Wednesday, September 02, 2009

stinky vegetables

Last weekend I ate at a restaurant called the Stinking Rose. Their slogan is "we like to spice our garlic with a little food" and their purpose seems to be to explore the eternal question, "Can you have too much garlic?" I am pleased to be able to report that the answer seems to be "no".

The tables come pre-equiped with a jar of strongly-flavored garlic-and-oil relish. This proved to be fortuitous because soon after I sat down, I was presented with some fresh, warm, focaccia sliced bread --an ideal delivery device for garlic-and-oil relish. The combination was as good as I had anticipated, and the garlic flavor was noticeably stronger than you would get at other Italian restaurants. I added salt of course.

One thing that that I learned long ago is that without salt, garlic is just a stinky weed. I learned this from an initial misunderstanding of the term "garlic salt". My mother bought some garlic salt once and used it to make garlic bread. Making garlic bread was easy: just warm up a slice of bread, spread liberally with butter and wait for it to melt in, then add garlic salt. When I went away to college, one of the first condiments that I bought was garlic salt, in order to continue mom's brief but memorable tradition.

When the garlic salt ran out, I bought another shaker of what I assumed was the same thing: garlic powder. I learned to my dismay that garlic salt is not at all the same thing as garlic powder. The garlic powder made absolutely horrible garlic bread. Being (at the time) a scientist in training, I applied my prodigious intellect to the problem of analyzing the discontinuity.

My mind, honed to a fine edge of alertness by many semesters of calculus and physics, latched on, after a few days or perhaps weeks of thought, to the curious use of the word "salt" in the term "garlic salt". It occurred to me that in no other product that I knew of, did they use the word "salt" to mean "powder" (this was in the days before salt substitutes). So maybe the word "salt" in "garlic salt" did not mean "powder". What then could it signify? Could it, indeed signify the typical colloquial use of the term? Could it refer to that powdered mineral consisting largely of sodium chloride crystals with minor impurities often used as a standard table condiment? Could the "salt" in "garlic salt" actually mean salt?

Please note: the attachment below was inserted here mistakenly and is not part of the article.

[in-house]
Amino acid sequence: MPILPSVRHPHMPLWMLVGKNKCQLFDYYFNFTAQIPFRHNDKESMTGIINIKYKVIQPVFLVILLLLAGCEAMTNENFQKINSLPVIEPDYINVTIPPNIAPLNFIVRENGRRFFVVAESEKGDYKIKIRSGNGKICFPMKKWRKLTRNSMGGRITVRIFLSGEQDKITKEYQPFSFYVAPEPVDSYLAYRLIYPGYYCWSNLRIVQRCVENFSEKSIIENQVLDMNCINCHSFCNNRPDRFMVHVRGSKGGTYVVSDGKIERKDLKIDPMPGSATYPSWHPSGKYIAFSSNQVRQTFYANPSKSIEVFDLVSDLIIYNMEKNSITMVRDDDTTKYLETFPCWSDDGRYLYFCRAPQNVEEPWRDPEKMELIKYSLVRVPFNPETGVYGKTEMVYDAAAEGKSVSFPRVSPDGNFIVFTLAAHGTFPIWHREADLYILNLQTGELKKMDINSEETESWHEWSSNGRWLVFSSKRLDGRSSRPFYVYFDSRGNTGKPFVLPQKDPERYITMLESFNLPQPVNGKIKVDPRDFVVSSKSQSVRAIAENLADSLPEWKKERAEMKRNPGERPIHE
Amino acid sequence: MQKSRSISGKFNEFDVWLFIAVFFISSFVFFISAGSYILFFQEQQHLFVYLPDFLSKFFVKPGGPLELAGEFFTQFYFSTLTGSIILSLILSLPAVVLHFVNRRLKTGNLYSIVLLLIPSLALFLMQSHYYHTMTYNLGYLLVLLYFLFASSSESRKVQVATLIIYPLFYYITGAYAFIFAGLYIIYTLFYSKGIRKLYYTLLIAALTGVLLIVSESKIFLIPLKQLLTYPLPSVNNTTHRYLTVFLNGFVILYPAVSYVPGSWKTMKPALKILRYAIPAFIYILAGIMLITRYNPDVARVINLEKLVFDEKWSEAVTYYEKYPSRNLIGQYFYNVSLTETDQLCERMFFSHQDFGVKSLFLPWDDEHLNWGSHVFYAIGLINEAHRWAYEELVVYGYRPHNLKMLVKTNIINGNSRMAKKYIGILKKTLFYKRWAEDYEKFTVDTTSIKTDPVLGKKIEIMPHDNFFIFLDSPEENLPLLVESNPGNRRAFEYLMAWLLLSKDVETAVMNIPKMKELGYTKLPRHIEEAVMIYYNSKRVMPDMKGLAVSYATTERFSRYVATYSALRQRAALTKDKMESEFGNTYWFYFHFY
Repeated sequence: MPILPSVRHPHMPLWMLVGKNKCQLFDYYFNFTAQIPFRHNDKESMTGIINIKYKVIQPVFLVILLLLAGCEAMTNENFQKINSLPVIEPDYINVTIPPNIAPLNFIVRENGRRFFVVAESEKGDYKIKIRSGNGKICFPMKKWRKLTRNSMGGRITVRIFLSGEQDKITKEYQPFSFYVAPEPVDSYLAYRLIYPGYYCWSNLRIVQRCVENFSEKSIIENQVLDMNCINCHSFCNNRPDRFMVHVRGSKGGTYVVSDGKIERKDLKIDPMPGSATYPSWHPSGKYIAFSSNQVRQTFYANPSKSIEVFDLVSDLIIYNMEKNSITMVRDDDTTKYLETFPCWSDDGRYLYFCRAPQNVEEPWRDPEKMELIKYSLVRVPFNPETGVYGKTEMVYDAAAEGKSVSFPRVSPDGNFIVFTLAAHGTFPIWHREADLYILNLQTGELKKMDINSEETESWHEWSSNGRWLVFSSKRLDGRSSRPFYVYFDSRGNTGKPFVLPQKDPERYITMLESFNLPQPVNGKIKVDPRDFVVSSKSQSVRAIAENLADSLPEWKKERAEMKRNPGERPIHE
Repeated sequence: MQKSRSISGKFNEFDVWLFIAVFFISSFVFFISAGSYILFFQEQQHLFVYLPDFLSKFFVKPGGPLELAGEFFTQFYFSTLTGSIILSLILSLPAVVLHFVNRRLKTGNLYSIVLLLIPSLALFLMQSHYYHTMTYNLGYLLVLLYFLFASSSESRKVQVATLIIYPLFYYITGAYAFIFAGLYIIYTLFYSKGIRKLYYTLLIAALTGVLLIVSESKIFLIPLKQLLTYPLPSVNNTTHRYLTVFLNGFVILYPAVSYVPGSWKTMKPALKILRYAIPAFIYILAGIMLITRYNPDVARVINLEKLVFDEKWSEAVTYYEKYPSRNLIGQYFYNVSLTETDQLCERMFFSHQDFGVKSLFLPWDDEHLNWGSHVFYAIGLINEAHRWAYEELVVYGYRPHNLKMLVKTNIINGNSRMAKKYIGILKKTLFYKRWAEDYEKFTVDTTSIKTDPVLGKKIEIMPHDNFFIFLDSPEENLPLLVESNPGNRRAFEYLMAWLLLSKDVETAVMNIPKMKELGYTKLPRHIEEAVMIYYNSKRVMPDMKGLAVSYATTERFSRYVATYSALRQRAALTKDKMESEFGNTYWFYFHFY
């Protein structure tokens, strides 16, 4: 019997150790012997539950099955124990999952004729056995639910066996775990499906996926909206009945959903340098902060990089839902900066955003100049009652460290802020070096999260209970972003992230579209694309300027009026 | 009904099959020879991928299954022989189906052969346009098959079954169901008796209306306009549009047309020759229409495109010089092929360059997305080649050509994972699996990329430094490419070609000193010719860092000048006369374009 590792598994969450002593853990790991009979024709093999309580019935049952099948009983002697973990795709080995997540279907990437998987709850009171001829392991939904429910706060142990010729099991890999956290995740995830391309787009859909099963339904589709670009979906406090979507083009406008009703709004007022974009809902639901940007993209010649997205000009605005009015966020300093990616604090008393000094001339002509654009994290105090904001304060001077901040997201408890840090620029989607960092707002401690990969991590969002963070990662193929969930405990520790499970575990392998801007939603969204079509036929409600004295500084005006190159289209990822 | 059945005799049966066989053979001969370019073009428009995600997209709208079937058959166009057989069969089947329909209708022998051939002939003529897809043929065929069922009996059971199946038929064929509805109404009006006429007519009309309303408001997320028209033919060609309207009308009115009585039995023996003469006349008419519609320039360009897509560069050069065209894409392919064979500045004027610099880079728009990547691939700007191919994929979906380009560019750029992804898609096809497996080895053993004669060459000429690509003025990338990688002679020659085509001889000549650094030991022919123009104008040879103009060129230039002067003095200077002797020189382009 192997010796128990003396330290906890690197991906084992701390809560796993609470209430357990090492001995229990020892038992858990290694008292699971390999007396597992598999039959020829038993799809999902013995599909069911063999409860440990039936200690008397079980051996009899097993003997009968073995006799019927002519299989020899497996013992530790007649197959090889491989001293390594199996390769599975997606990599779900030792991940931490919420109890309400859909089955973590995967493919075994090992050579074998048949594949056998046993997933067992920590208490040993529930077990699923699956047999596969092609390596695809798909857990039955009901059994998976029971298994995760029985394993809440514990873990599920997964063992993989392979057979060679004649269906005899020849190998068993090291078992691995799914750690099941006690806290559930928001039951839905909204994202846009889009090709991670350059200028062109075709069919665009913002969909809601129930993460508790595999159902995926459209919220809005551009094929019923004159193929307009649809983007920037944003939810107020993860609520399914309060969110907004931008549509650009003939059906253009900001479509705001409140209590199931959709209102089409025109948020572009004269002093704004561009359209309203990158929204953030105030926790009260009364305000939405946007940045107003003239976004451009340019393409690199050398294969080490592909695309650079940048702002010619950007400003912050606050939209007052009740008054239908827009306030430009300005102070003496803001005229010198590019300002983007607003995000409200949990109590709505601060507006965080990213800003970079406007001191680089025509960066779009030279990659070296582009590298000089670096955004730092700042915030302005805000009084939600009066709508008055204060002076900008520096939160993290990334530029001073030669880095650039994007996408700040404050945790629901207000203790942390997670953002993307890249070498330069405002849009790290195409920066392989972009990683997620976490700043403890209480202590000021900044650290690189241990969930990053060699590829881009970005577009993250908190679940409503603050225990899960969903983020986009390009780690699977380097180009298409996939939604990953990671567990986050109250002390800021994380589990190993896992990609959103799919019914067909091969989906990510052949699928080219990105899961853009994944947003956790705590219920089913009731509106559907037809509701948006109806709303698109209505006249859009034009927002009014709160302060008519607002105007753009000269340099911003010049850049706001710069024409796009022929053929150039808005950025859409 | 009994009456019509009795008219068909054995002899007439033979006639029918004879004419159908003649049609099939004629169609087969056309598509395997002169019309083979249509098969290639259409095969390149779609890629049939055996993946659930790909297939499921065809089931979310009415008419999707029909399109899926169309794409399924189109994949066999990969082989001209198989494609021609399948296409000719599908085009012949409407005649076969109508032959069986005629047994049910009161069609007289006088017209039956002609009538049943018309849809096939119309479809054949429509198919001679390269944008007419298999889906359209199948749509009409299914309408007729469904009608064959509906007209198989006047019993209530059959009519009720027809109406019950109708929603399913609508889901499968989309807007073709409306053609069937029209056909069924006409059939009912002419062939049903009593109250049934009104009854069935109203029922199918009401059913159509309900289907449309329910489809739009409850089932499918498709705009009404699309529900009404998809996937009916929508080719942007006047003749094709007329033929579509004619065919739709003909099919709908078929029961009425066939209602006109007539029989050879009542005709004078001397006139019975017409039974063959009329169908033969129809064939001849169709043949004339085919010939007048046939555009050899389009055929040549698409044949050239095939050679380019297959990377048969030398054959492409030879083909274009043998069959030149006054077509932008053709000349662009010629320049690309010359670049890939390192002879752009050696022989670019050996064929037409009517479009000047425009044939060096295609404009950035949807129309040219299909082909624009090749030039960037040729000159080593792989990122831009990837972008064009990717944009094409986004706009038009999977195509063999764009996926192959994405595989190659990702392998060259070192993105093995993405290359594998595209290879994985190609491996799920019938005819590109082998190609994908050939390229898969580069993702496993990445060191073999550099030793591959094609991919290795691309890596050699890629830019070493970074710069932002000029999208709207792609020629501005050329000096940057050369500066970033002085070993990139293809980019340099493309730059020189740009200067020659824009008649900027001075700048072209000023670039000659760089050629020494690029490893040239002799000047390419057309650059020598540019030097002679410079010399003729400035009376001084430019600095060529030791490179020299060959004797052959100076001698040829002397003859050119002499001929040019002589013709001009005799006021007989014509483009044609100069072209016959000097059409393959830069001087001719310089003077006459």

The thought intrigued me. It vexed me. I could not rest until I had determined its truth or falsity. But how to determine its truth or falsity? An English student might have gone down to the grocery store and read the label on a shaker of garlic salt but this is not the way of a Scientist in Training. No, as a Scientist in Training, I had to Perform an Experiment. The experiment, carefully planned and executed was thus: I warmed a piece of bread, spread a generous helping of butter on it waited impatiently for the butter to melt in, then added some garlic powder, and then --the critical point of the experiment, the point to distinguish this experiment from the previous experience which was to act as the control-- I added some salt. The resulting garlic bread was perfect. I had discovered a major Law of Nature: without salt, garlic is just a stinky weed.

Well, enough of my digressions --I was reviewing a restaurant as I recall. The relish at the Stinking Rose was so good that I immediately ordered their appetizer specialty, Ragna Calda. Said appetizer is described thusly: "garlic cloves oven roasted in extra virgin olive oil and butter with a hint of anchovy". Sounds like just the thing for someone who can't get enough of the garlic-and-oil relish, no? Well, it was a crushing disappointment. The Ragna Calda was so mild that after the relish, I couldn't even taste garlic in the dish. And that was even when I tried eating a spoonful of the cloves (both with and without salt). The cloves had all the flavor of boiled potatoes with the feel of boiled onions.

Fortunately, the main course was better. It was prime rib served with a garlic topping, garlic mashed potatoes, and a side of horse radish (you thought I was going to say "a side of garlic", didn't you?). Except for the rather dull appetizer, the meal was a brilliant success.

Afterward, I wandered around the neighborhood until I found a store where I could find both breath mints and breath gum and I bought some of both. I felt that my meal called for stern measures in the breath department.

Conclusion: if you like garlic (and who doesn't?), then I recommend that you try the Stinking Rose if you ever get a chance.

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